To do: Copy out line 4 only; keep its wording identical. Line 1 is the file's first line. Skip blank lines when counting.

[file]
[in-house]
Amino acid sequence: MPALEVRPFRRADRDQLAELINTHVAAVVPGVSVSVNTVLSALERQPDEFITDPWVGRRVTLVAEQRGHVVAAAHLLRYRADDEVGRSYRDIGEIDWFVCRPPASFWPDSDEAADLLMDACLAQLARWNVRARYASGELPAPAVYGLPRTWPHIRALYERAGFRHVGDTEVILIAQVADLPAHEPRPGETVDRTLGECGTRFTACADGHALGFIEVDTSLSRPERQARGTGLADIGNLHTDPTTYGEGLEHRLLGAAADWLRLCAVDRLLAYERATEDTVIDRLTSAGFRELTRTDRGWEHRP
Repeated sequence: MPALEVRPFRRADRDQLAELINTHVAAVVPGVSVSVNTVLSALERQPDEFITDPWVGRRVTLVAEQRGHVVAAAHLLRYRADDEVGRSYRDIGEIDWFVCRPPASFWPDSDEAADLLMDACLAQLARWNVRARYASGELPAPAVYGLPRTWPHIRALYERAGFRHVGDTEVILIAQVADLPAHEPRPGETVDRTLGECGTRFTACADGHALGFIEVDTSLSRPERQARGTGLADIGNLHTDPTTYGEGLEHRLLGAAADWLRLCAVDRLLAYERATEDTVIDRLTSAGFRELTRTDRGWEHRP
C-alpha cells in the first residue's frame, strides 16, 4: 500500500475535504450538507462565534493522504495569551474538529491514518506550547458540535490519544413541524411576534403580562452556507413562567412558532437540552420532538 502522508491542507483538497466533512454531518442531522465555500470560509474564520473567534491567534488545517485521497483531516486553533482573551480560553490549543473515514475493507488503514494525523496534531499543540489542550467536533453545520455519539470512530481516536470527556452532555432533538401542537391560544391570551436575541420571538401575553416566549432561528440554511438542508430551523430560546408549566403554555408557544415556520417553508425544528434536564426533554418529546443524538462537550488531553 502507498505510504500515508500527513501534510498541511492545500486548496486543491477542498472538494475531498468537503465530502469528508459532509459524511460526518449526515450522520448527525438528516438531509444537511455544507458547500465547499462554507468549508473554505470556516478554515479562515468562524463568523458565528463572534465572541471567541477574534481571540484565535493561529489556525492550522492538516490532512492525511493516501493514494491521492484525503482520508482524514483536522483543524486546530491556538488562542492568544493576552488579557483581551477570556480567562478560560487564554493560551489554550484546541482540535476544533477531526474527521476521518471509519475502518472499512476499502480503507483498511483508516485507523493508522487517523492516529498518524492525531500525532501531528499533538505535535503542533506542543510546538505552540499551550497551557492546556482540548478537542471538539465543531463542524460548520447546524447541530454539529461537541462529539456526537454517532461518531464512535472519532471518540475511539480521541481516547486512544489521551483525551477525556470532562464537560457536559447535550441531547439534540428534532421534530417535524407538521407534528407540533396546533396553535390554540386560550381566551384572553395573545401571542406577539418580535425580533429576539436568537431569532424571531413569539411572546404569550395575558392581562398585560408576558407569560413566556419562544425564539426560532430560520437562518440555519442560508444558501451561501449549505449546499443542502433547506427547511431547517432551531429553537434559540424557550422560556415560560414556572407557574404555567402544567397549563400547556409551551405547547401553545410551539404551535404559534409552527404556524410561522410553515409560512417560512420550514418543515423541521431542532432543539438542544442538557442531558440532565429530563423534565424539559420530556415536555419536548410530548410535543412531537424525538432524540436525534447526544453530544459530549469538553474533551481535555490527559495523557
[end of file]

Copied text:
C-alpha cells in the first residue's frame, strides 16, 4: 500500500475535504450538507462565534493522504495569551474538529491514518506550547458540535490519544413541524411576534403580562452556507413562567412558532437540552420532538 502522508491542507483538497466533512454531518442531522465555500470560509474564520473567534491567534488545517485521497483531516486553533482573551480560553490549543473515514475493507488503514494525523496534531499543540489542550467536533453545520455519539470512530481516536470527556452532555432533538401542537391560544391570551436575541420571538401575553416566549432561528440554511438542508430551523430560546408549566403554555408557544415556520417553508425544528434536564426533554418529546443524538462537550488531553 502507498505510504500515508500527513501534510498541511492545500486548496486543491477542498472538494475531498468537503465530502469528508459532509459524511460526518449526515450522520448527525438528516438531509444537511455544507458547500465547499462554507468549508473554505470556516478554515479562515468562524463568523458565528463572534465572541471567541477574534481571540484565535493561529489556525492550522492538516490532512492525511493516501493514494491521492484525503482520508482524514483536522483543524486546530491556538488562542492568544493576552488579557483581551477570556480567562478560560487564554493560551489554550484546541482540535476544533477531526474527521476521518471509519475502518472499512476499502480503507483498511483508516485507523493508522487517523492516529498518524492525531500525532501531528499533538505535535503542533506542543510546538505552540499551550497551557492546556482540548478537542471538539465543531463542524460548520447546524447541530454539529461537541462529539456526537454517532461518531464512535472519532471518540475511539480521541481516547486512544489521551483525551477525556470532562464537560457536559447535550441531547439534540428534532421534530417535524407538521407534528407540533396546533396553535390554540386560550381566551384572553395573545401571542406577539418580535425580533429576539436568537431569532424571531413569539411572546404569550395575558392581562398585560408576558407569560413566556419562544425564539426560532430560520437562518440555519442560508444558501451561501449549505449546499443542502433547506427547511431547517432551531429553537434559540424557550422560556415560560414556572407557574404555567402544567397549563400547556409551551405547547401553545410551539404551535404559534409552527404556524410561522410553515409560512417560512420550514418543515423541521431542532432543539438542544442538557442531558440532565429530563423534565424539559420530556415536555419536548410530548410535543412531537424525538432524540436525534447526544453530544459530549469538553474533551481535555490527559495523557